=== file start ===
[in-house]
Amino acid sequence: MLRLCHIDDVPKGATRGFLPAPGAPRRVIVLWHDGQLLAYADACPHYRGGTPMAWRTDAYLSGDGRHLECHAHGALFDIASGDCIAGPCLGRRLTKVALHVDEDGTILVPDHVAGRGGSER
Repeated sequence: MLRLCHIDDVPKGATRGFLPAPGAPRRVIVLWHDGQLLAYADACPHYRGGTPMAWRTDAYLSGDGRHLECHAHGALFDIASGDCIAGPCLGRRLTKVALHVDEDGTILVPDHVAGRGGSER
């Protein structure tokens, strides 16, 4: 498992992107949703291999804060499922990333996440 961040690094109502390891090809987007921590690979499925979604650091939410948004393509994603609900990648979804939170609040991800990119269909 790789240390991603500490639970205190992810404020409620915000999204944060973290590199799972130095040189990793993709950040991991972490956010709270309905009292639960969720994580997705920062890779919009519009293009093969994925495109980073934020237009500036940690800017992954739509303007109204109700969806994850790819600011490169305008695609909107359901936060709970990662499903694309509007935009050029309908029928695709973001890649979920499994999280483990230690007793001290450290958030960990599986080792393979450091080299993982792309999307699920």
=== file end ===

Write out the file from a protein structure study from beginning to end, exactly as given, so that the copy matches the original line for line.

[in-house]
Amino acid sequence: MLRLCHIDDVPKGATRGFLPAPGAPRRVIVLWHDGQLLAYADACPHYRGGTPMAWRTDAYLSGDGRHLECHAHGALFDIASGDCIAGPCLGRRLTKVALHVDEDGTILVPDHVAGRGGSER
Repeated sequence: MLRLCHIDDVPKGATRGFLPAPGAPRRVIVLWHDGQLLAYADACPHYRGGTPMAWRTDAYLSGDGRHLECHAHGALFDIASGDCIAGPCLGRRLTKVALHVDEDGTILVPDHVAGRGGSER
């Protein structure tokens, strides 16, 4: 498992992107949703291999804060499922990333996440 961040690094109502390891090809987007921590690979499925979604650091939410948004393509994603609900990648979804939170609040991800990119269909 790789240390991603500490639970205190992810404020409620915000999204944060973290590199799972130095040189990793993709950040991991972490956010709270309905009292639960969720994580997705920062890779919009519009293009093969994925495109980073934020237009500036940690800017992954739509303007109204109700969806994850790819600011490169305008695609909107359901936060709970990662499903694309509007935009050029309908029928695709973001890649979920499994999280483990230690007793001290450290958030960990599986080792393979450091080299993982792309999307699920």